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Message started by frankuitaalst on 03/28/07 at 13:19:12

Title: Asteroids
Post by frankuitaalst on 03/28/07 at 13:19:12

Asteroids are something very interesting to simulate with GS , therefore this new topic .
Hereunder a link to the asteroid 2004GU9.
http://neo.jpl.nasa.gov/cgi-bin/db_shm?sstr=2004GU9&group=all
This one has an orbit which comes close to the earth . Special about it is the revolution period which seems to be 1.001 years . This means it must be strongly under influence of the earth . Its rather big . Diameter is estimated to be 170 - 380 m
Running the sim I created an .xls file and represented the distance to earth and the evolution of the SMA as a function of time . Result hereunder ...
The SMA varies a lot and seems to have a cycle of about 70 years . The minima and maxima correspond to the closest approaches to earth . The closest approaches have a period of about 35 years .
There must be a connection between the closest approaches cycles and the SMA .
I just don't feel by intuition or by maths why the period of the SMA is just the double of the period of closest approaches ... Someone does ?

Title: Re: Asteroids
Post by Tony on 03/28/07 at 20:03:16

Your intuition is right.  They are definately related to each other.

This asteroid has a facinating orbit.  Thanks for bringing it to our attention.  I've wondered if any asteroids could exist in such orbits.  I guess they can.  I just grabbed its data and simulated it.  Appearently, it is trapped in a quasi-orbit around Earth.  This is similar to 2004AA29, which is featured on the Simulations link:  http://www.orbitsimulator.com/gravity/articles/2002aa29.html .  But unlike 2004AA29, this asteroid spends a lot more time in the quasi state.

Because of 2004GU9's eccentricity, it traces an oval around its average position in the rotating frame.  And this oval encompases the oval traced by Earth in the rotating frame.  Earth's eccentricity is less, so it traces a smaller oval, as it doesn't venture as far from its average position.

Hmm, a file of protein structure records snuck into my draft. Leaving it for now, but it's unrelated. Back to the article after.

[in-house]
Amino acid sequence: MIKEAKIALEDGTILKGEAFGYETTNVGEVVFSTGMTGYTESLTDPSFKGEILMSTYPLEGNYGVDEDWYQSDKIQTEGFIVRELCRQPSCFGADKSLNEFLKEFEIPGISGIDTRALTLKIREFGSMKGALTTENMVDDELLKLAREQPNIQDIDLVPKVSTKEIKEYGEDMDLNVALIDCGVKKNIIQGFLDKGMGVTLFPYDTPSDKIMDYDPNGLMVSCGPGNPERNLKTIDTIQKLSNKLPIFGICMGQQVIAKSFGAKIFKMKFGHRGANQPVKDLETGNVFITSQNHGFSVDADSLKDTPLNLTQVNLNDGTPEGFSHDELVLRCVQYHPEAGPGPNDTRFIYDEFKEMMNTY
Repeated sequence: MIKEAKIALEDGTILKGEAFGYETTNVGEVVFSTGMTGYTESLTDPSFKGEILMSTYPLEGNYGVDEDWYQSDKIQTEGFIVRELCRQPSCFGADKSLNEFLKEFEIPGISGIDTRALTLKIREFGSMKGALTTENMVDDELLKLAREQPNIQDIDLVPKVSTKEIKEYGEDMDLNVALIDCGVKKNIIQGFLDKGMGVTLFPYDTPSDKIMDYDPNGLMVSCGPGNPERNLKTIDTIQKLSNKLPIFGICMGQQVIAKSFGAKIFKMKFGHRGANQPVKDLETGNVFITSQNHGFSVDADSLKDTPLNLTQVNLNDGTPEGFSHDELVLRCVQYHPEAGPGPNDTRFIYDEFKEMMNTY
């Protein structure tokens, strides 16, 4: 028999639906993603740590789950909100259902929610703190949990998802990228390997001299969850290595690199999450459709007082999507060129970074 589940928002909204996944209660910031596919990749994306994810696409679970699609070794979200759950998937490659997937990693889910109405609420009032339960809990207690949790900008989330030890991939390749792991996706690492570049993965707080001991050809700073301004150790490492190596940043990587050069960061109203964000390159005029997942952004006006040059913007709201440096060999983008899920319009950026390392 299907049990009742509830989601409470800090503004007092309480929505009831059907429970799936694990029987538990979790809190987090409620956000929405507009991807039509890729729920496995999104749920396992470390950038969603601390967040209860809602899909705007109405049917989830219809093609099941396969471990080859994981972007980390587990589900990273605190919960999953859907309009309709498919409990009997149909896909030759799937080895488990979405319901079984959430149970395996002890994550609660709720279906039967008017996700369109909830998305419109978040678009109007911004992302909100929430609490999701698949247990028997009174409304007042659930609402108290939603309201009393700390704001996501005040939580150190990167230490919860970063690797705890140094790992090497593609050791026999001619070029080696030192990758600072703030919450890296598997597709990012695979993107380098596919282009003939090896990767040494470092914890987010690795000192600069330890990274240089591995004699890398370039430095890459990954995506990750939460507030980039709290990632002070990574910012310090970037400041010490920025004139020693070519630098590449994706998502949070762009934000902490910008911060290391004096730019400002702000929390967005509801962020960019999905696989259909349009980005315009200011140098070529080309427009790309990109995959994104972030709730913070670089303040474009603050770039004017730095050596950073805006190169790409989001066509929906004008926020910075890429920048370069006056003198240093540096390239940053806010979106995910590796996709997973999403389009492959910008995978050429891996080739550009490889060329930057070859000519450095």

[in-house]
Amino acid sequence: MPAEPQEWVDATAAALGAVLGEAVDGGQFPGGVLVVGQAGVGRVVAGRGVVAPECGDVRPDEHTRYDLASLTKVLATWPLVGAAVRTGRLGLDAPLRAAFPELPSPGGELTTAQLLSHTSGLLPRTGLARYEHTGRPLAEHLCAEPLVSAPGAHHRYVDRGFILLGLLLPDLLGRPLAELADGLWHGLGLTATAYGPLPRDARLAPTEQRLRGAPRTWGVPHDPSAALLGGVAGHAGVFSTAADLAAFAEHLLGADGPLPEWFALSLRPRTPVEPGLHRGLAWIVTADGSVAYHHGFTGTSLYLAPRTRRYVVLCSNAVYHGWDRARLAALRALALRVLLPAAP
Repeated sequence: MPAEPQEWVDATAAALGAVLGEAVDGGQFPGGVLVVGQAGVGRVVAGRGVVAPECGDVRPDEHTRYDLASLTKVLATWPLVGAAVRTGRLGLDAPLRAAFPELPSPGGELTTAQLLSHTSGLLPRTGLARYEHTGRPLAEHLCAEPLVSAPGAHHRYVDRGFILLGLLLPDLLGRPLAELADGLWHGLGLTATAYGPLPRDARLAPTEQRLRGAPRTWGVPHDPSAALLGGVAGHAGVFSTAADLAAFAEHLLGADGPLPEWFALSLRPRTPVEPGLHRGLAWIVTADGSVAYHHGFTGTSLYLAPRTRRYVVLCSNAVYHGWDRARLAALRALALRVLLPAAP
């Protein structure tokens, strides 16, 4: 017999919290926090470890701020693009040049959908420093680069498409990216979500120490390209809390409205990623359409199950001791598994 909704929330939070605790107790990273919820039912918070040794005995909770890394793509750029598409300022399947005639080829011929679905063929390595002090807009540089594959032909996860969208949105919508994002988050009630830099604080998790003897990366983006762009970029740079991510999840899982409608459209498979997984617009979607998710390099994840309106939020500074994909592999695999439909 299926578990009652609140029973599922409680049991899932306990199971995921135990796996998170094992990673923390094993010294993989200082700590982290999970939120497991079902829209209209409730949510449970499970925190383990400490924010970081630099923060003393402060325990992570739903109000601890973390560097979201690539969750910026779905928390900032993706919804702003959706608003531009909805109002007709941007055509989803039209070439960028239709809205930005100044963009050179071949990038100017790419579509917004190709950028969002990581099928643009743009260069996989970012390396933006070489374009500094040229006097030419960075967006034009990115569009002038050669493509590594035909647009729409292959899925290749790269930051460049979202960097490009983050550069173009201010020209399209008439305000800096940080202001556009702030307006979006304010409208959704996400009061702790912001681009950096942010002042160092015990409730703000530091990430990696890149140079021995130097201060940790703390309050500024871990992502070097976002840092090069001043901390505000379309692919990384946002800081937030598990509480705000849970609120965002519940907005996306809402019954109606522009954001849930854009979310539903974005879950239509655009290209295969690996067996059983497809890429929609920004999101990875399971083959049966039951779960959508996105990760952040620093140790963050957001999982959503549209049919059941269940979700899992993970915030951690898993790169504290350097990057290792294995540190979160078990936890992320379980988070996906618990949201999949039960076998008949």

This asteroid's semi-major axis is currently slightly greater than Earth's.  This means its period is slightly greater as well.  Orbit after orbit, the trailing edge of its oval approaches Earth.  Earth's gravity pulls it on it in a retrograde direction.  This causes its orbit to shrink a little.  As its semi-major axis decreases, its period decreases as well.  Eventually, its period exactly matches that of Earth's.  Earth's gravity continues to pull, lowering the asteroid's semi-major axis and period to less than Earth's.  This causes 2004GU9's oval to reverse direction in the rotating frame, as it is now travelling around the Sun faster than Earth.  It continues heading in this direction until the new trailing edge approaches Earth.  The opposite now happens.  Earth pulls it in a prograde direction, expanding its semi-major axis and its period until its period is once again greater than Earth's, causing it to once again reverse direction in the rotating frame.

Here's my simulation.  Rotating frame is turned on, and set to Earth's period.
http://orbitsimulator.com/gravity/simulations/2004GU9.gsim

Here's an animated GIF of~70 simulated years.
http://orbitsimulator.com/gravity/images/2004gu9.GIF

I re-made your graphs to seperate them, and expand them horizontally to zoom in a bit.  Keep in mind, the period of closest approach is not 35 years.  It is 1 year.  Every year, the asteroid makes a close approach to Earth.  But each year, the close approach distance varies, from a minimum to a maximum.  This is what has a 35 year period.  The zoomed-in graph makes this a little clearer.